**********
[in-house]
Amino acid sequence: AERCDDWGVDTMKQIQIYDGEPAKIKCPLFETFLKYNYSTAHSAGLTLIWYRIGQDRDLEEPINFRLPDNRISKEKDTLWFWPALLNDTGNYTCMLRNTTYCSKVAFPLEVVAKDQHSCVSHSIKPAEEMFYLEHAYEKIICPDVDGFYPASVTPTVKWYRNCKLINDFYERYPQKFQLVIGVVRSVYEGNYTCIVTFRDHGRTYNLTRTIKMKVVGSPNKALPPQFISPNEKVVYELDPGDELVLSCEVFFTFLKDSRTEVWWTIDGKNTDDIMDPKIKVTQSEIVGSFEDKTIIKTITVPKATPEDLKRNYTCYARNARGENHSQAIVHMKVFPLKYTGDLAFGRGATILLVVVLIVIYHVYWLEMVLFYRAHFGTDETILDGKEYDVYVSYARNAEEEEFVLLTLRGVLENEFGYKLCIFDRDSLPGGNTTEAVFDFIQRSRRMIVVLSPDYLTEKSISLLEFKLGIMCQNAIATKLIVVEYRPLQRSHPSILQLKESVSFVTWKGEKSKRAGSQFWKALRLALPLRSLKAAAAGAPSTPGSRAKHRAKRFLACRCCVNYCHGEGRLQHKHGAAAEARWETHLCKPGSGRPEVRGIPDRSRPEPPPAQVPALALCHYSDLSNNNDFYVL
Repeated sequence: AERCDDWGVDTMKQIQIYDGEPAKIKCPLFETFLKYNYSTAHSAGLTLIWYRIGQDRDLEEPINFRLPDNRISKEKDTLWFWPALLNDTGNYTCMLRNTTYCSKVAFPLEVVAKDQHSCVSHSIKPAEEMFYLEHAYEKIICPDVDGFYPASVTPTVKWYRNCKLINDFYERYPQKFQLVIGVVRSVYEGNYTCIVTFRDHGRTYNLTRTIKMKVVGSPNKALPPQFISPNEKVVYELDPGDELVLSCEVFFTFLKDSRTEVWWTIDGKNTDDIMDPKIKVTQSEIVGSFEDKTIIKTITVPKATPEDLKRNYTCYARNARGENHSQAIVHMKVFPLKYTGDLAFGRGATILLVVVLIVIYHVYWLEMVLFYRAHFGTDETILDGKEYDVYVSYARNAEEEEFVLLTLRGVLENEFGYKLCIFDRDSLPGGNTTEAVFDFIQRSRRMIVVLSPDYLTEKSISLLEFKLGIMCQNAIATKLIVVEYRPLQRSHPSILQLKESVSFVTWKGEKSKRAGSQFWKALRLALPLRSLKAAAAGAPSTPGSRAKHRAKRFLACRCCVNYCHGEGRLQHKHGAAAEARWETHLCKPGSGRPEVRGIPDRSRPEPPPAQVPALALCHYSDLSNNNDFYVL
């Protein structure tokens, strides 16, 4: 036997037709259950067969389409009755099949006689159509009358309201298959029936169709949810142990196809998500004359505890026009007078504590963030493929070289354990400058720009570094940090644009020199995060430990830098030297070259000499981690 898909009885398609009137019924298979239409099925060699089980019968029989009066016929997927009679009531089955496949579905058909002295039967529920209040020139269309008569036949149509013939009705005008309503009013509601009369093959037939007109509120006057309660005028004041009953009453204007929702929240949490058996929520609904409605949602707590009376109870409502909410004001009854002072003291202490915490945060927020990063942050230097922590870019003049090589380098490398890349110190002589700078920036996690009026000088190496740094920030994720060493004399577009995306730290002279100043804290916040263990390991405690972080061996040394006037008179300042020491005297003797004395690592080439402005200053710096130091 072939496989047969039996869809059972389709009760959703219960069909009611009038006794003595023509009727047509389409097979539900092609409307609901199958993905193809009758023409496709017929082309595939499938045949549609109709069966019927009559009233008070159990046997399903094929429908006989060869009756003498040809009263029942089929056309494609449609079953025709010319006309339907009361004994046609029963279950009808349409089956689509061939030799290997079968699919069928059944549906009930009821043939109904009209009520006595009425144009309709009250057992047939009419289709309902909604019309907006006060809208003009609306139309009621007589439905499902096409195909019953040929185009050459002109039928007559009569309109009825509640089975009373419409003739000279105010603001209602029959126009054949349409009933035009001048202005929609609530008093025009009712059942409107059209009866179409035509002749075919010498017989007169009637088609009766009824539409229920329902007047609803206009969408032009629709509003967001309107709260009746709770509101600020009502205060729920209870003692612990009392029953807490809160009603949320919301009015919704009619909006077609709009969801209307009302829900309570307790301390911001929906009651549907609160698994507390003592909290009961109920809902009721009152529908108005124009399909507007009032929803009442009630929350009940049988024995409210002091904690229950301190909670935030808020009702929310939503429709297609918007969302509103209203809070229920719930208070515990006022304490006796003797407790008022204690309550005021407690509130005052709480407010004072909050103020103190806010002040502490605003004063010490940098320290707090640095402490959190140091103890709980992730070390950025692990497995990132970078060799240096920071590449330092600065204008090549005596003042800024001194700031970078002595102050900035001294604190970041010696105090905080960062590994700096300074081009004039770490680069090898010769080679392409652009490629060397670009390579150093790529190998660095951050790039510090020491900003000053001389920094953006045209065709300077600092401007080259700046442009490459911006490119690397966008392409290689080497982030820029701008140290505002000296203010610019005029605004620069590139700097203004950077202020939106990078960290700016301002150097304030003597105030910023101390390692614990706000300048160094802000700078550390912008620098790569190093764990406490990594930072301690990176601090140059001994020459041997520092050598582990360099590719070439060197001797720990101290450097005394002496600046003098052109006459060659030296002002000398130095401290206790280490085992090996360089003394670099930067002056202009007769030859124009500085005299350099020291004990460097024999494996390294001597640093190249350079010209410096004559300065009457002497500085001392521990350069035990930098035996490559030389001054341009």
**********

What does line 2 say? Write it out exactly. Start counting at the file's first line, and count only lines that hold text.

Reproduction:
Amino acid sequence: AERCDDWGVDTMKQIQIYDGEPAKIKCPLFETFLKYNYSTAHSAGLTLIWYRIGQDRDLEEPINFRLPDNRISKEKDTLWFWPALLNDTGNYTCMLRNTTYCSKVAFPLEVVAKDQHSCVSHSIKPAEEMFYLEHAYEKIICPDVDGFYPASVTPTVKWYRNCKLINDFYERYPQKFQLVIGVVRSVYEGNYTCIVTFRDHGRTYNLTRTIKMKVVGSPNKALPPQFISPNEKVVYELDPGDELVLSCEVFFTFLKDSRTEVWWTIDGKNTDDIMDPKIKVTQSEIVGSFEDKTIIKTITVPKATPEDLKRNYTCYARNARGENHSQAIVHMKVFPLKYTGDLAFGRGATILLVVVLIVIYHVYWLEMVLFYRAHFGTDETILDGKEYDVYVSYARNAEEEEFVLLTLRGVLENEFGYKLCIFDRDSLPGGNTTEAVFDFIQRSRRMIVVLSPDYLTEKSISLLEFKLGIMCQNAIATKLIVVEYRPLQRSHPSILQLKESVSFVTWKGEKSKRAGSQFWKALRLALPLRSLKAAAAGAPSTPGSRAKHRAKRFLACRCCVNYCHGEGRLQHKHGAAAEARWETHLCKPGSGRPEVRGIPDRSRPEPPPAQVPALALCHYSDLSNNNDFYVL